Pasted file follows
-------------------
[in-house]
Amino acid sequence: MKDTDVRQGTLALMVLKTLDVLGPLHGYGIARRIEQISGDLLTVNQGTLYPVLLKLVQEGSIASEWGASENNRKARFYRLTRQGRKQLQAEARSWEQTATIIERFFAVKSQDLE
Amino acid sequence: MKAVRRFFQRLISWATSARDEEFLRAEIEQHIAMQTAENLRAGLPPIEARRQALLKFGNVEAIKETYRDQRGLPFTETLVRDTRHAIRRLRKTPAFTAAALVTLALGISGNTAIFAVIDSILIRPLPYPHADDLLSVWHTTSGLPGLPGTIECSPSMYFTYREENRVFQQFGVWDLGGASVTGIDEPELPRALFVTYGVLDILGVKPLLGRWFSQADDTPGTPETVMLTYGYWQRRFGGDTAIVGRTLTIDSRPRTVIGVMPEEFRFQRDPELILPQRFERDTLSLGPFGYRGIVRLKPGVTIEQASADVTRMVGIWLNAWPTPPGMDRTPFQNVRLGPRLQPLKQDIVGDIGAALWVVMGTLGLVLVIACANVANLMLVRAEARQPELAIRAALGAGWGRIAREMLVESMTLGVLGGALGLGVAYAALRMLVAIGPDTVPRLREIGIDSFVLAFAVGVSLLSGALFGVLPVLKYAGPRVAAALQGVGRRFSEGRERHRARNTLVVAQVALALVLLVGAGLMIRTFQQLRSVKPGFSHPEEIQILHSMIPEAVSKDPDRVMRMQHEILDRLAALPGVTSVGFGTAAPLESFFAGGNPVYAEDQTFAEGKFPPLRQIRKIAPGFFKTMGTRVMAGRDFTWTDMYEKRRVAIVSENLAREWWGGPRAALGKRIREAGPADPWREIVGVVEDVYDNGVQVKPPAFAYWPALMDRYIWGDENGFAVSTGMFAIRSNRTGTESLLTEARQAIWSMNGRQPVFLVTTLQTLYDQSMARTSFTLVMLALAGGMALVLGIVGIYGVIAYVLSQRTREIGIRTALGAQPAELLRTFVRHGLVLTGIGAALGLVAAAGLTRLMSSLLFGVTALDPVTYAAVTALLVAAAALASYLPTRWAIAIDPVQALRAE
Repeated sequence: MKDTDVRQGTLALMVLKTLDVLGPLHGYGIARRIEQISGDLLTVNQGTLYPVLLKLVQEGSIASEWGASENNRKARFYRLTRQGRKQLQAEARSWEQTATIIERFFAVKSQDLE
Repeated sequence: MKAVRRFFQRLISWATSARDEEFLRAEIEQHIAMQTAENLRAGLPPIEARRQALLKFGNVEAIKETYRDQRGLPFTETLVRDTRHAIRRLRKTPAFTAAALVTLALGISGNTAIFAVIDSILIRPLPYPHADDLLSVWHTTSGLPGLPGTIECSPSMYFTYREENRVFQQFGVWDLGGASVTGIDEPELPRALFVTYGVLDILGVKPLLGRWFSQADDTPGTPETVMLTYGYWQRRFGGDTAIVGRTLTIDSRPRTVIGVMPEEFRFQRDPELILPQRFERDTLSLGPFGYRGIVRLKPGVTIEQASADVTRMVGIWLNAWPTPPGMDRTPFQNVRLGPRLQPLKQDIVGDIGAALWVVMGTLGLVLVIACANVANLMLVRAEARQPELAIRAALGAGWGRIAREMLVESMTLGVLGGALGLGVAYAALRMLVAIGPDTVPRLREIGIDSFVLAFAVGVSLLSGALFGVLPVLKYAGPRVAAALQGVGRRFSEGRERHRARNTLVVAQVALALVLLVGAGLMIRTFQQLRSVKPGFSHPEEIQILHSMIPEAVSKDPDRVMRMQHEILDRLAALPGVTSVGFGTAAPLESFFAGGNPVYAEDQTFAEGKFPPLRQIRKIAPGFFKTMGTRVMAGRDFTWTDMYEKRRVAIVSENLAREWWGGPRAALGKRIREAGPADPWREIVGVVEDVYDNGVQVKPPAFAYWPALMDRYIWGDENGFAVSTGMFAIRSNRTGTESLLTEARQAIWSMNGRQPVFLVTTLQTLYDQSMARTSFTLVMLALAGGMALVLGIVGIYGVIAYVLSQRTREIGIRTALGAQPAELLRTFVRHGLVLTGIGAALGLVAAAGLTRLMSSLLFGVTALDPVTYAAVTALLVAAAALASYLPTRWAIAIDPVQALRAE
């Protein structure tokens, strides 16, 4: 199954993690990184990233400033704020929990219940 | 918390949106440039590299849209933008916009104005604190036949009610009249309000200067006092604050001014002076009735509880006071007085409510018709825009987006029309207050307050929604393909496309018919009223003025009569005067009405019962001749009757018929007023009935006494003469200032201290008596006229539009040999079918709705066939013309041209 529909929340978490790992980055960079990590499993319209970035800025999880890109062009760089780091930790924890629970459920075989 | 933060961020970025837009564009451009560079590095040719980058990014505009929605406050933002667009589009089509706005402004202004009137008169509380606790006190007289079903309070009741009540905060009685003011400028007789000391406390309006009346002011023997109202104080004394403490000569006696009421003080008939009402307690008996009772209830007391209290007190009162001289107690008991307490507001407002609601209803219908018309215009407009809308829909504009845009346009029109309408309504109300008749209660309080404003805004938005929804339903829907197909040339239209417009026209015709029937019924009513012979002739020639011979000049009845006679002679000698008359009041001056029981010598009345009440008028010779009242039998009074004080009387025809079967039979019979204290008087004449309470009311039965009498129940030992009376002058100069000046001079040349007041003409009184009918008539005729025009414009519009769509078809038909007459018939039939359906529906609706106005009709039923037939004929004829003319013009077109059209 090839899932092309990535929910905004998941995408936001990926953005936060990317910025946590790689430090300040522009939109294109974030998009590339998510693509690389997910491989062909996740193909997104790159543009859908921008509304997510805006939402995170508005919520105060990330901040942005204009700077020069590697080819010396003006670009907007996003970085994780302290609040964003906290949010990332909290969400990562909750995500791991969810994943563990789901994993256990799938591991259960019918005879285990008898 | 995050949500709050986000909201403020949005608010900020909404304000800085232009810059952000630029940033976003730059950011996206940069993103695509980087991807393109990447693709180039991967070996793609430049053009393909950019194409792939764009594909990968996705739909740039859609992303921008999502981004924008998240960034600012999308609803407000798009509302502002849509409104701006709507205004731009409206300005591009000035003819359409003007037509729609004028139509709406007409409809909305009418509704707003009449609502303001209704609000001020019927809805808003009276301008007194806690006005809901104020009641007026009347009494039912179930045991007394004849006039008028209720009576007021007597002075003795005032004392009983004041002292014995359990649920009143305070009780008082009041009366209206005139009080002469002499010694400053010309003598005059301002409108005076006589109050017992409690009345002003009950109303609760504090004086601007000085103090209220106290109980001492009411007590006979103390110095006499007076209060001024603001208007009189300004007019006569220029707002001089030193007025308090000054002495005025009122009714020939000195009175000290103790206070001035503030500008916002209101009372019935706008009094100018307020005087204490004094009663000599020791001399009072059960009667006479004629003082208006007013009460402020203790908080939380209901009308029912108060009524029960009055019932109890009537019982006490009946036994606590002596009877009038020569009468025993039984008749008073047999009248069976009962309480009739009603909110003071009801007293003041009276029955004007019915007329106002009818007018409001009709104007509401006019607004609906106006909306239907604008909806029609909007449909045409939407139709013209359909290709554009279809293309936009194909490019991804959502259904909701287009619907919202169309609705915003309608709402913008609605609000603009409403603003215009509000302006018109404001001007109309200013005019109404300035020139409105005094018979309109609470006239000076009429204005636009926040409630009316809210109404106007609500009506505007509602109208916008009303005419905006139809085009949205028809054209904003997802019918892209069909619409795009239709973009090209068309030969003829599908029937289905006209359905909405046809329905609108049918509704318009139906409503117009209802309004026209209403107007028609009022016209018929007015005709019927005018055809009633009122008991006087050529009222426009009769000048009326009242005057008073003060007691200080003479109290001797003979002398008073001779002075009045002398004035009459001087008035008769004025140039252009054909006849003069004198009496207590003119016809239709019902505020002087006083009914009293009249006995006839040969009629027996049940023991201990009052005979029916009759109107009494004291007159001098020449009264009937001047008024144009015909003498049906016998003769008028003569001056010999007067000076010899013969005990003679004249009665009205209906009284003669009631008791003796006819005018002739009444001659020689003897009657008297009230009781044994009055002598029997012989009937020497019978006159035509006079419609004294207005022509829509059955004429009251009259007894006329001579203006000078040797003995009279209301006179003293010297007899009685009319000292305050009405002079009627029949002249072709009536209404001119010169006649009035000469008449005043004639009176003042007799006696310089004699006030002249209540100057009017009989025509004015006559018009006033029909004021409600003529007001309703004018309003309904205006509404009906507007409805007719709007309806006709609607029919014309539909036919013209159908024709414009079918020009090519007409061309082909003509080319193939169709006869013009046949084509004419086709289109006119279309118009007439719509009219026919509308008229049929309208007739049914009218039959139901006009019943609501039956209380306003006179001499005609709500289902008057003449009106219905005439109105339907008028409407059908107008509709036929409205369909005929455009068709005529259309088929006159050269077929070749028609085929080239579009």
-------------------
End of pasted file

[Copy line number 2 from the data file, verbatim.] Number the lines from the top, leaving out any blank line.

Amino acid sequence: MKDTDVRQGTLALMVLKTLDVLGPLHGYGIARRIEQISGDLLTVNQGTLYPVLLKLVQEGSIASEWGASENNRKARFYRLTRQGRKQLQAEARSWEQTATIIERFFAVKSQDLE